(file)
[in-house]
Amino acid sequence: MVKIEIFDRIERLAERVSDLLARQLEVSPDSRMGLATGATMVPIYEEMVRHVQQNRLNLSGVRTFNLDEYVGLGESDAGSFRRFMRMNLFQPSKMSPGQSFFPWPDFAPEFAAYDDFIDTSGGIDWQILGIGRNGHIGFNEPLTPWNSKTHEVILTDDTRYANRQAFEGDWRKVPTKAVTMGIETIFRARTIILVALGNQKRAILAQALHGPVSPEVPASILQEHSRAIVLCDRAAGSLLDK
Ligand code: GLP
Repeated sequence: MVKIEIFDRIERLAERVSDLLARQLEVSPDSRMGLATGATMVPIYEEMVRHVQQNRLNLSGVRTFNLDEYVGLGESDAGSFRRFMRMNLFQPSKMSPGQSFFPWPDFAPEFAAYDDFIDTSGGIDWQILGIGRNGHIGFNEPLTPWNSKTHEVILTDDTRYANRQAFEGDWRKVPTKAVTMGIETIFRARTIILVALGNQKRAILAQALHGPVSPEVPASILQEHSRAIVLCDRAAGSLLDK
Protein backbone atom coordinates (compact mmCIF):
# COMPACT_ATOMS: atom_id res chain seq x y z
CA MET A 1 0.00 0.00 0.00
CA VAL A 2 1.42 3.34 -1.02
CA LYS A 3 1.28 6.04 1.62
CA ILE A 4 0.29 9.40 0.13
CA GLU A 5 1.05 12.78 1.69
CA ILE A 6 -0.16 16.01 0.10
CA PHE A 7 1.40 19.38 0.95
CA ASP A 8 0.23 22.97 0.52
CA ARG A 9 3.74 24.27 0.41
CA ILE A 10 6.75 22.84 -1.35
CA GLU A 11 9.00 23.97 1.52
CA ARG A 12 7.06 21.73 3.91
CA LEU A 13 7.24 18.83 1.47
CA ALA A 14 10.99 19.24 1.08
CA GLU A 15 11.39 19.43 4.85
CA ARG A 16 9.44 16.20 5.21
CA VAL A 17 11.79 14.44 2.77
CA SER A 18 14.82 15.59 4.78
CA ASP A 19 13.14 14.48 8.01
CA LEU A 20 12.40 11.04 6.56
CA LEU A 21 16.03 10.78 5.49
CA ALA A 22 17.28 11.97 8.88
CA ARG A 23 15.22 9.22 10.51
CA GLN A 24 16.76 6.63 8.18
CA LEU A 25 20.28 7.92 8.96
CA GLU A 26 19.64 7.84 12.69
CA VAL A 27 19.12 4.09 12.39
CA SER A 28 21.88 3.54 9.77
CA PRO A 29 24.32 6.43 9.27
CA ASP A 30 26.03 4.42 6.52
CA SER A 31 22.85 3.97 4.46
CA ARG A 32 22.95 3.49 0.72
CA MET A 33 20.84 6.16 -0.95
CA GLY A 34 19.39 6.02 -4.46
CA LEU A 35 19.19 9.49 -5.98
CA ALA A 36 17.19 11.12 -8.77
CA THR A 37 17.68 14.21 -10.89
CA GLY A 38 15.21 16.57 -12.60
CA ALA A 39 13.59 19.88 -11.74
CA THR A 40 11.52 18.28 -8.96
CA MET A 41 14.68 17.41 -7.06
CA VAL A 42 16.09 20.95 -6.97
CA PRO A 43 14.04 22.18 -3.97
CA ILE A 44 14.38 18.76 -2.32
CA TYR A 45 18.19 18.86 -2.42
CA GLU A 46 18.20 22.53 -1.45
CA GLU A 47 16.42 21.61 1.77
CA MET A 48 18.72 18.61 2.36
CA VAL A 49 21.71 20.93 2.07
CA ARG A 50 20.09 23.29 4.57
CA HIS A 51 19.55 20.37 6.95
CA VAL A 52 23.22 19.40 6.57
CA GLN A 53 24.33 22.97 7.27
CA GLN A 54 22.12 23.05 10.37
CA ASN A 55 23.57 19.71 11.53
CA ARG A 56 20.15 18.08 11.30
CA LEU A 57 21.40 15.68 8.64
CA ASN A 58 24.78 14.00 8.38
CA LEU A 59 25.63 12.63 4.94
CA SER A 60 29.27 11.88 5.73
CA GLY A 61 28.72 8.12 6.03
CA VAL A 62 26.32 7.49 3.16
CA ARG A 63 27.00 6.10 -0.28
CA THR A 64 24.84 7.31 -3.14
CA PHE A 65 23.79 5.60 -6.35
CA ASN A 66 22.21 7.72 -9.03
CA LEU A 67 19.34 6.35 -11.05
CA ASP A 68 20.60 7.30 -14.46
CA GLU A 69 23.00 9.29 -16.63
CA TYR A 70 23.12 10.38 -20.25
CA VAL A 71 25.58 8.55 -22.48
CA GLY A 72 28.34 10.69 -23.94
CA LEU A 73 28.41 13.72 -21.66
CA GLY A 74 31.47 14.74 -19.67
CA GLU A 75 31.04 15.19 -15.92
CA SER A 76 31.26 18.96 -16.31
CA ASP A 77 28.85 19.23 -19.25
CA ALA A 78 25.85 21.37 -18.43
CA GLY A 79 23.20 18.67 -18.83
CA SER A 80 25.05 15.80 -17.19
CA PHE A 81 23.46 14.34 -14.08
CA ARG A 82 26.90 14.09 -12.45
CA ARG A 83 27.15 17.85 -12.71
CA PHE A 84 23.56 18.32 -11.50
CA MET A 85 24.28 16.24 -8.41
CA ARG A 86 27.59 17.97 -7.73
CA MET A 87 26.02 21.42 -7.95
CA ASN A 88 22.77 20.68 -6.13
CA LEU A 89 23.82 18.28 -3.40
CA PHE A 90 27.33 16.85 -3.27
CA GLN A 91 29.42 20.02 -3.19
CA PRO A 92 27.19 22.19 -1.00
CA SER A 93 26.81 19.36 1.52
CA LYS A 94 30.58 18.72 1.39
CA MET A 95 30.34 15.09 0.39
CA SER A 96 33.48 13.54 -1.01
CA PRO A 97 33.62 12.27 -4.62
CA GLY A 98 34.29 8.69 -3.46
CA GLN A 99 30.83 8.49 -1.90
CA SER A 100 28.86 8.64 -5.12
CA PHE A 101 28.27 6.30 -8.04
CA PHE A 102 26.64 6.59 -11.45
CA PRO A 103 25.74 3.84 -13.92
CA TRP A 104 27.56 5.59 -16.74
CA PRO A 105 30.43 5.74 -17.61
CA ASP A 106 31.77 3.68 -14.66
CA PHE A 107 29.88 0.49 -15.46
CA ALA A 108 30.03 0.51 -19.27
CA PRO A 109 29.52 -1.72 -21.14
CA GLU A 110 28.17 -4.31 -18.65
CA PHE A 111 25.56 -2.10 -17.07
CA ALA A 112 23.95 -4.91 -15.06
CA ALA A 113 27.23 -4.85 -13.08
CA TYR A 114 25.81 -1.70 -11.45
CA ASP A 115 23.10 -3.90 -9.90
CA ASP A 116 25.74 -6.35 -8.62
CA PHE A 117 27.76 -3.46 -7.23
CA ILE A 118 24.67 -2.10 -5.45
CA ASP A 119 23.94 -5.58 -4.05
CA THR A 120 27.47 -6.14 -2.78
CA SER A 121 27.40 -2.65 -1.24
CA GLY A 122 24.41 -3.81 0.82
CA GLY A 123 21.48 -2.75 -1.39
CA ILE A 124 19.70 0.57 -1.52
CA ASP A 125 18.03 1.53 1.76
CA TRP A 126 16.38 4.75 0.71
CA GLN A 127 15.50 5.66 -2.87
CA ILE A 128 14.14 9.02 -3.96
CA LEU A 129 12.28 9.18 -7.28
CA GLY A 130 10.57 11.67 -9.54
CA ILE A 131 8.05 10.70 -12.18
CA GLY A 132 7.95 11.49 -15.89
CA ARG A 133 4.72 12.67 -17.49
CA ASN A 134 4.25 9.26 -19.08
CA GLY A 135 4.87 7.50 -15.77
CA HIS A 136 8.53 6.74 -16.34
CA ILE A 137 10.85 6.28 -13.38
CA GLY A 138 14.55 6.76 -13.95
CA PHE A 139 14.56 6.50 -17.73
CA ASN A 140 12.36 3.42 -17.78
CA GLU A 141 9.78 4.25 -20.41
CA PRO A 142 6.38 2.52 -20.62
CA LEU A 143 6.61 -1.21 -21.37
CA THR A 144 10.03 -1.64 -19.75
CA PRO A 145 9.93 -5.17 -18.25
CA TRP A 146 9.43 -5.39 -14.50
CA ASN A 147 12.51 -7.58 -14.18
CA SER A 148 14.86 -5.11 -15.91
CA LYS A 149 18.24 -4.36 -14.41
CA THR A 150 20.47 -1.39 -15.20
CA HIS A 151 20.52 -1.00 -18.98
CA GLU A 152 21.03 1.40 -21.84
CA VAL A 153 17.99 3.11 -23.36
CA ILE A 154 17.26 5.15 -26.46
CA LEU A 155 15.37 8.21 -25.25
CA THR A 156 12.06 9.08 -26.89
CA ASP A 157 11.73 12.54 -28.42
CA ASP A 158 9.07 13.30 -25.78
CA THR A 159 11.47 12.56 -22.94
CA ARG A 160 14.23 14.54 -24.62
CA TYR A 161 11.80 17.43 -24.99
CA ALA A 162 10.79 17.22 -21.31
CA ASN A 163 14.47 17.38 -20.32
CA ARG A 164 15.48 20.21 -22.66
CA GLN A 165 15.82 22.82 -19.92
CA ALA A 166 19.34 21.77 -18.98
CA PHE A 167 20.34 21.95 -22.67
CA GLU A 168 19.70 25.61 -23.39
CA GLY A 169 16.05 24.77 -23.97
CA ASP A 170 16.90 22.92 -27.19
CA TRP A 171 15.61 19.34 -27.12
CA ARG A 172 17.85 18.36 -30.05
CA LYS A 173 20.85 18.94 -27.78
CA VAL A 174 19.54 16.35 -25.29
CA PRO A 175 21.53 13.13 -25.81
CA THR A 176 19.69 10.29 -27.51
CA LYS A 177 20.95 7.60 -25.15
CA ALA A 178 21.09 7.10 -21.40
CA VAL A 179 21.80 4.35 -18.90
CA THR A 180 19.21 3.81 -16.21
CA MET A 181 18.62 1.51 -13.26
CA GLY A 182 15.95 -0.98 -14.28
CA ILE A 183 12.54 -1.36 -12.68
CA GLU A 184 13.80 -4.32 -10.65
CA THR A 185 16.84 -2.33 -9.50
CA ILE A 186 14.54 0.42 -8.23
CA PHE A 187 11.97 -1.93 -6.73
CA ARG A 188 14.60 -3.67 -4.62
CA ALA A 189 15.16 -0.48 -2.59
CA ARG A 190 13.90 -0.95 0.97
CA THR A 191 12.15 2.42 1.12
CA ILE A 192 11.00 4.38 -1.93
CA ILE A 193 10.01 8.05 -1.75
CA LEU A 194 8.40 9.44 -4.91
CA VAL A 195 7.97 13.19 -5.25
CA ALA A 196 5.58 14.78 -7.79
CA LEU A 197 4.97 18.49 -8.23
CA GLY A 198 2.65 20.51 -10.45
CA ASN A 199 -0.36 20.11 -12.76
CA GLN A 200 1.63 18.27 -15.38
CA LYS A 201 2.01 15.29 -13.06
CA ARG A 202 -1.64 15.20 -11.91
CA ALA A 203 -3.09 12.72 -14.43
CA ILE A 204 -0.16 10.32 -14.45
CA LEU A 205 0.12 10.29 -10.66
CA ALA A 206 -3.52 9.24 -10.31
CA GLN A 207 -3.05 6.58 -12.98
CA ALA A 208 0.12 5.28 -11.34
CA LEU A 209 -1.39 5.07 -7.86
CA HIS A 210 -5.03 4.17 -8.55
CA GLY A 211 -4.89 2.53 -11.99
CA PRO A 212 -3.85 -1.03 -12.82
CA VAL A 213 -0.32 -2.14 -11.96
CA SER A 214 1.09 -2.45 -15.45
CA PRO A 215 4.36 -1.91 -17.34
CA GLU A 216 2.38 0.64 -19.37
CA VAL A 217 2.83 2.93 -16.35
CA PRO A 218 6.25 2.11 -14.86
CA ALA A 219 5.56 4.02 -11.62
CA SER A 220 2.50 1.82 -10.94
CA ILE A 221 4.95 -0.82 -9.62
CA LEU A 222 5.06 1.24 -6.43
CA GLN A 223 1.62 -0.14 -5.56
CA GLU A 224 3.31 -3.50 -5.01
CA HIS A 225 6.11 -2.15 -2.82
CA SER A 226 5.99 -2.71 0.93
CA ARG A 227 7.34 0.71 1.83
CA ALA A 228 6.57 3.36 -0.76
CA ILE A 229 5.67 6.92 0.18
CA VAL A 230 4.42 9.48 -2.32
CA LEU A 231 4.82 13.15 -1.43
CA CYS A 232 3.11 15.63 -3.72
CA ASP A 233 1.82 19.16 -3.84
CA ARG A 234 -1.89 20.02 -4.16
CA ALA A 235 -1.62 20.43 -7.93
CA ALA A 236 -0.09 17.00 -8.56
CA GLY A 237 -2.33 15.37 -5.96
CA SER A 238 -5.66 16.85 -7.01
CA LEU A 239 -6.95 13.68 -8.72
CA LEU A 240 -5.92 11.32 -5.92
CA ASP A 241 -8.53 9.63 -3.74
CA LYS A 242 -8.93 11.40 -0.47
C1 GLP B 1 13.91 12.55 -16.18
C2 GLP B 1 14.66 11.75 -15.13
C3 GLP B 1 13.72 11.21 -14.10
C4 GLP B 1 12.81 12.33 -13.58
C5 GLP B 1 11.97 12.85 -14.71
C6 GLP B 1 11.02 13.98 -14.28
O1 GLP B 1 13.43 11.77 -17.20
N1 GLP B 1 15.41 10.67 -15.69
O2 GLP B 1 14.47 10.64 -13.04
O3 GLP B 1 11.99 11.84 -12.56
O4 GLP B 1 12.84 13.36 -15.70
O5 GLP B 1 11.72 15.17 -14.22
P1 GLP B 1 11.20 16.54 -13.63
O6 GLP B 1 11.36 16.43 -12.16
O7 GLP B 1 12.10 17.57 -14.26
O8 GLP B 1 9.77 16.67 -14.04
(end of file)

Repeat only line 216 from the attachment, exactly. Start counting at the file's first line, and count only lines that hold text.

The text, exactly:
CA HIS A 210 -5.03 4.17 -8.55